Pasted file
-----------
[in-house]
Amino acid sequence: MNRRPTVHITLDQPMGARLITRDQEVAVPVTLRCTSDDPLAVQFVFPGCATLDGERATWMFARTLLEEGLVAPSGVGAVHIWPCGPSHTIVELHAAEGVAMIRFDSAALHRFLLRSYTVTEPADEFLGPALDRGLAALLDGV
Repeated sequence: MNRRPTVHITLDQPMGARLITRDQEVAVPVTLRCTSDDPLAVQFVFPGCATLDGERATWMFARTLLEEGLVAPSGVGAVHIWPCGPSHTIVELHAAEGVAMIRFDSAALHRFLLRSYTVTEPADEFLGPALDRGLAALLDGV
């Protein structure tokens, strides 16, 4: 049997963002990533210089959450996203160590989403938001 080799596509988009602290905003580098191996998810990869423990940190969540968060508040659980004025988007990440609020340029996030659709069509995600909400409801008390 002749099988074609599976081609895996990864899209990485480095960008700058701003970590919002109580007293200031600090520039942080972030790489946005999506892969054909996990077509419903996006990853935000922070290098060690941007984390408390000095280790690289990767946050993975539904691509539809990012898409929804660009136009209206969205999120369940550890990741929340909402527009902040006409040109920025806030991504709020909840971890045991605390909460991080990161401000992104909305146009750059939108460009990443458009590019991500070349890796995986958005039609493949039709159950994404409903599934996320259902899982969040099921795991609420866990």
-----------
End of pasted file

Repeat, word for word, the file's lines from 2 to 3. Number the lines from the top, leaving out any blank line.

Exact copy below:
Amino acid sequence: MNRRPTVHITLDQPMGARLITRDQEVAVPVTLRCTSDDPLAVQFVFPGCATLDGERATWMFARTLLEEGLVAPSGVGAVHIWPCGPSHTIVELHAAEGVAMIRFDSAALHRFLLRSYTVTEPADEFLGPALDRGLAALLDGV
Repeated sequence: MNRRPTVHITLDQPMGARLITRDQEVAVPVTLRCTSDDPLAVQFVFPGCATLDGERATWMFARTLLEEGLVAPSGVGAVHIWPCGPSHTIVELHAAEGVAMIRFDSAALHRFLLRSYTVTEPADEFLGPALDRGLAALLDGV